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Please check with garden owners or their website to confirm current dates open
21st Feb - 27th Feb; daily; 10.30am - 3.30pm
3rd Mar - 31st Mar; Thurs - Mon; 10.30am - 5.30pm
1st April - 31st Oct; Daily; 10.30am - 5.30pm
4th Nov - 19th Dec; Fri - Mon; 10.30am - 3.30pm
Open BH Mons. Closes dusk if earlier. Last admission 30mins before closing
Pre-booking is advised, group rate on admission price is available for groups of 15+
17 July and 18 September
Rhododendrons Dahlias Autumn colour, particularly the Golden Larch and Acers in the China Garden
Gift Aid Admission (Standard Admission prices in brackets):
Adult £7.35 (£6.68), child £3.70 (£3.36), family £18.40 (£16.72).
Joint ticket available with Little Moreton Hall Wednesday to Sunday 6 April to 30 October only (Standard Admission): adult £12.75, child £6.40, family £32
Guide and Hearing dogs only. Limited access for the disabled, there are many steps throughout the Garden, unsuitable for people with mobility problems. Picnicking in the carpark area only.
A rare and exciting survival of a high Victorian garden; Tunnels and pathways lead the visitor on a miniature tour of the world; Rare and exotic planting and architecture: from an Egyptian court, to elegant Italian terraces; Unique Chinese garden, including a temple, enclosed within its own Great Wall of China; Victorian eccentricities: an upside-down tree and strange stone sculpture. Refurbished woodland terrace area and joint ticket with Little Moreton Hall.
Chapel Croft B&B, Biddulph
Lion & Swan, Congleton
Bulls Head, Congleton
The Monument, Biddulph
The Talbot, Biddulph
The Coach House, Timbersbrook
Peak District National Park
This fifteen acre garden has everything, and in extraordinary measure, and must be visited to be properly appreciated. Where else would you find an Egyptian tomb, a Scottish glen, a Chinese water-garden with a design based on the familiar willow pattern porcelain and complete with pagoda, an imitation Great Wall, a Stumpery, a half-timbered Cheshire cottage leading into a Pyramid, an avenue of wellingtonias, a gilded water buffalo under a canopy and an enormous stone frog? Just one or two of these would make any garden worth visiting but Biddulph Grange has them all, cleverly linked by subterranean pathways, stepping stones across water and narrow paths around rock faces and with each hidden from the other so that the experience of walking round the garden is a series of sudden, delightful surprises. This is one of the most important and influential gardens of the 19th century, but its unsurpassed originality and beauty still capture the imagination. Now open is the unrestored Geological Gallery.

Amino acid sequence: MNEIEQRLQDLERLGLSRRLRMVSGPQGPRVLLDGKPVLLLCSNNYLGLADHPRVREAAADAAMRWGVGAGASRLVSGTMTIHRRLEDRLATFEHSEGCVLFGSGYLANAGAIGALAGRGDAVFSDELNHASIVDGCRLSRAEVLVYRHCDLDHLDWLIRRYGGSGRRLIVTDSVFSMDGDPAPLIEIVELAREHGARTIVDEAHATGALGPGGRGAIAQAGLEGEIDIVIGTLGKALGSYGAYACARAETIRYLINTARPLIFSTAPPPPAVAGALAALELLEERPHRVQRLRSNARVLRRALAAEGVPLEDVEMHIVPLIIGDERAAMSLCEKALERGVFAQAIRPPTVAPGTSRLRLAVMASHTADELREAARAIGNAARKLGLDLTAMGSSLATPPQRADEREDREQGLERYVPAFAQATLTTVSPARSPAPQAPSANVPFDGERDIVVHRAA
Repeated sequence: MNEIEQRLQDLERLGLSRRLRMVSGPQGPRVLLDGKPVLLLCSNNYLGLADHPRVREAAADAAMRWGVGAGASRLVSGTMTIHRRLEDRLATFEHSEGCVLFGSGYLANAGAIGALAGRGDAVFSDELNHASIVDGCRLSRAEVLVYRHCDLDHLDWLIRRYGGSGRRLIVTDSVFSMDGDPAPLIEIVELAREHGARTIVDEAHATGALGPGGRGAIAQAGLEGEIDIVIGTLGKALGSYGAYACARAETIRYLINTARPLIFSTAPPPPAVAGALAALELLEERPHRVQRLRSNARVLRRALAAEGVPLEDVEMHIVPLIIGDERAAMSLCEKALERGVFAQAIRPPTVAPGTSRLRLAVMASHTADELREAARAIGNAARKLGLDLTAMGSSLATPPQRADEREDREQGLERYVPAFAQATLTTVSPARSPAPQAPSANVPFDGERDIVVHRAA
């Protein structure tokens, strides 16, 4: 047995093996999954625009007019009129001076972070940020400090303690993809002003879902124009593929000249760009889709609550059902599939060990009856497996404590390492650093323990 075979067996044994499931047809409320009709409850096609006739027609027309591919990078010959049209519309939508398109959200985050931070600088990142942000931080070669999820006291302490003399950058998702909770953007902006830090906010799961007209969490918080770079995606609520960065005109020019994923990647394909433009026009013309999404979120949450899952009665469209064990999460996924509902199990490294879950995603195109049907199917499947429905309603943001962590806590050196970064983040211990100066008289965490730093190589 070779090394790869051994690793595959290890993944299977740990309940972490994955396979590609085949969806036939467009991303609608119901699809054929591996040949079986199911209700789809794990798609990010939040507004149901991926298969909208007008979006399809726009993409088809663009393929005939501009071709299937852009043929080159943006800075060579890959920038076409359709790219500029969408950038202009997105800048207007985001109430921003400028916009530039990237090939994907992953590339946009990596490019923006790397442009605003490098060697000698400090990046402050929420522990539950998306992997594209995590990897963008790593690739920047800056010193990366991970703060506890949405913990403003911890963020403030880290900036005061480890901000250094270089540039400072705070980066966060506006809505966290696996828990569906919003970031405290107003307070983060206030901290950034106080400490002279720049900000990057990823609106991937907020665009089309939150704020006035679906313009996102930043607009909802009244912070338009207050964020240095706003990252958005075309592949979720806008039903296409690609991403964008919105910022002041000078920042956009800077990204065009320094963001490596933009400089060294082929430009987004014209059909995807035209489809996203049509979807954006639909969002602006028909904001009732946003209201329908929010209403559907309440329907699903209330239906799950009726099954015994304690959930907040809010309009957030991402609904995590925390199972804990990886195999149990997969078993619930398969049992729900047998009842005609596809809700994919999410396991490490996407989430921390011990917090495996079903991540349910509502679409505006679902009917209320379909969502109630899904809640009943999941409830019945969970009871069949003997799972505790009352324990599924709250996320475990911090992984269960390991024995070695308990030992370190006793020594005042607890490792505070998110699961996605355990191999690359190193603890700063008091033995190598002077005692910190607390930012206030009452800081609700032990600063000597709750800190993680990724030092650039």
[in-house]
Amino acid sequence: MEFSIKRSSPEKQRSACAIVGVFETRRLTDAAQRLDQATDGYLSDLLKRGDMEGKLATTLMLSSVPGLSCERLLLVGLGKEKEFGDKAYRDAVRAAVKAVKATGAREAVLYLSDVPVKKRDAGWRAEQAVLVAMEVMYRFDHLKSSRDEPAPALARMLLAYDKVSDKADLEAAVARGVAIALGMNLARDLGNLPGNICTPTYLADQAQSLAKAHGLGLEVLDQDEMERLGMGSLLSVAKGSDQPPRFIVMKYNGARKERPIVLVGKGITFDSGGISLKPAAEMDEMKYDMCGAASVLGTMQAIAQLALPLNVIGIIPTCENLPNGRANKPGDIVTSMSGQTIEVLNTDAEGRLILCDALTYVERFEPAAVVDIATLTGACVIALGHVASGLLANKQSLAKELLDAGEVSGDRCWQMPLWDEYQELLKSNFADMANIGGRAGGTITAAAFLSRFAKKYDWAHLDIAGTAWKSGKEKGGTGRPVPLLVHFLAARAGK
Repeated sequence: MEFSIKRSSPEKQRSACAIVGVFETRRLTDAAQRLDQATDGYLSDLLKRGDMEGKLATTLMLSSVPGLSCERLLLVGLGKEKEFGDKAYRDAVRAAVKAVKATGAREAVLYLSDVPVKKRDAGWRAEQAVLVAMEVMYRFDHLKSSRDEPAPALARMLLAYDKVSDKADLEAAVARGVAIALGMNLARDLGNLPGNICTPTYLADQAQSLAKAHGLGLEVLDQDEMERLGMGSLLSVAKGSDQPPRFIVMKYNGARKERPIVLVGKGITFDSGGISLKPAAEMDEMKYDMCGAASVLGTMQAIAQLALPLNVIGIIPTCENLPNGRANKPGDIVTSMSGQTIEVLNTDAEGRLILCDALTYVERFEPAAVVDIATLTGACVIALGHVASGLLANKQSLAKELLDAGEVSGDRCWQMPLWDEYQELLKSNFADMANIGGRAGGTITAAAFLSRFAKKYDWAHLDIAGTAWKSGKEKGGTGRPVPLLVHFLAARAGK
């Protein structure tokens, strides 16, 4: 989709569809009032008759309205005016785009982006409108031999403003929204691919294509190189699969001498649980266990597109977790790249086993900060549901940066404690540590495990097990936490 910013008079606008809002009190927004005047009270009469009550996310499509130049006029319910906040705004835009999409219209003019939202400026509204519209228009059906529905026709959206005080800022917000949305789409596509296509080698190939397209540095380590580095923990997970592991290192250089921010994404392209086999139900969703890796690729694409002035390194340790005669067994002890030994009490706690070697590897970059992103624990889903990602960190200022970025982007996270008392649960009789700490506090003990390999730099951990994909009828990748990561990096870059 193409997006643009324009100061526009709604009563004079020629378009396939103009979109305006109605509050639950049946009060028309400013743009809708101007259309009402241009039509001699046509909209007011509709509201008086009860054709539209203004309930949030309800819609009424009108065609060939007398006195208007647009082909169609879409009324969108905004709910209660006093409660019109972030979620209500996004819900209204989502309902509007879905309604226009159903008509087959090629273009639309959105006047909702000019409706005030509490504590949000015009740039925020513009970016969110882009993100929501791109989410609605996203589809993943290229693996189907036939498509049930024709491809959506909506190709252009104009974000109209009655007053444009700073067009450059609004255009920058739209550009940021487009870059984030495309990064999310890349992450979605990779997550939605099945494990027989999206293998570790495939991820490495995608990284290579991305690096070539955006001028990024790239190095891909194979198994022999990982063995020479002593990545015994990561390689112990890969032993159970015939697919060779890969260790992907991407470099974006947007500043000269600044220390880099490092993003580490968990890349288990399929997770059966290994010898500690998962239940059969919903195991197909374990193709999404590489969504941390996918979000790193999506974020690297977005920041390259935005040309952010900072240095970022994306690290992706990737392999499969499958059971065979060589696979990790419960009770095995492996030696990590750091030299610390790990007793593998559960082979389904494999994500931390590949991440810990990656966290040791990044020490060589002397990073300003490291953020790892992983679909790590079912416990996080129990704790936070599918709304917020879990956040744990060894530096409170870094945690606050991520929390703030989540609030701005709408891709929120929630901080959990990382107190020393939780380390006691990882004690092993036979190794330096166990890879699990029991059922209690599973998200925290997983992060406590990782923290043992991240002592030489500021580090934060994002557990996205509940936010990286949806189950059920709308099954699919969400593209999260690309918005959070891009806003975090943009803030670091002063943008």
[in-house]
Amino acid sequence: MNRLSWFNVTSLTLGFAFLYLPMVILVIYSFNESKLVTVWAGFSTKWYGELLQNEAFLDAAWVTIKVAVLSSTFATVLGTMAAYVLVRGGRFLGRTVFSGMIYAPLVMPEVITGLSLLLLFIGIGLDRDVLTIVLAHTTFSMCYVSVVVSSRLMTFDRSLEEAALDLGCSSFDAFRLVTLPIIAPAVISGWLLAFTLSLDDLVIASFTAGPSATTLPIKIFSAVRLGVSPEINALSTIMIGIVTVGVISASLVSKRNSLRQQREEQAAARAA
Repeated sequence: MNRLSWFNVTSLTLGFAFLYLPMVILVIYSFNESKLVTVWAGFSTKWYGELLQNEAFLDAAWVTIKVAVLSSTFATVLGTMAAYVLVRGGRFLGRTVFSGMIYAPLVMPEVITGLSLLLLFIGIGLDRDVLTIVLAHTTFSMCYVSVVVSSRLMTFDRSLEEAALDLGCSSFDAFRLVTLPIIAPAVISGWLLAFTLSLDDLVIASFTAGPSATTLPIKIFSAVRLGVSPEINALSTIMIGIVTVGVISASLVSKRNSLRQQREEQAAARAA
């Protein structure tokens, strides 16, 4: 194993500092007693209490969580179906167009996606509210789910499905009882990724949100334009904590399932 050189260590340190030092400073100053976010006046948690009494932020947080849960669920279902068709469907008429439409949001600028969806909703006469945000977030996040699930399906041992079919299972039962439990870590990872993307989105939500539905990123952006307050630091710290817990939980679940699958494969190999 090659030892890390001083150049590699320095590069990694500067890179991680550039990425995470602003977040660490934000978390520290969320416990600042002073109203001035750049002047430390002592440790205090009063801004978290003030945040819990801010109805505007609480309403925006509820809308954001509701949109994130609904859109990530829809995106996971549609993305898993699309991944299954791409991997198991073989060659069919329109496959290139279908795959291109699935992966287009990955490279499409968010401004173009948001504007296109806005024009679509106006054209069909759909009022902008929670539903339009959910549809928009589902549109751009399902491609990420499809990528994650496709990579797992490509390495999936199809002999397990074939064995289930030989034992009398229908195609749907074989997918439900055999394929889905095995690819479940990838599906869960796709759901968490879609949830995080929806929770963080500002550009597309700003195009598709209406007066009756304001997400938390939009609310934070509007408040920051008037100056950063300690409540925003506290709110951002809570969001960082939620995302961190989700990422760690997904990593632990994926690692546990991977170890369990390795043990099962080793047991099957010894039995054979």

The estate was bought by James Bateman's grandfather for coal mining, but when James and his wife, Maria, moved here in 1840 they recognised the potential of the place to create a spectacular garden around the Italianate mansion they had created from the original vicarage. They were assisted by their friend, the marine artist, Edward Cooke who designed many of the architectural features and rockwork. The Batemans drew heavily on the results of the early plant-hunting expeditions to the Himalayas by Joseph Hooker in 1849-51 and Robert Fortune's expeditions to China and Japan in the 1840s and 1850s, as well as acquiring Wellingtonias from Veitch in 1853. Robert Heath acquired the property from the Batemans in 1871 and continued the programme of planting, especially oaks, yews and hollies. The National Trust took over the garden in 1988 and, after launching an appeal, began the huge task of re-construction, which has been triumphantly successful.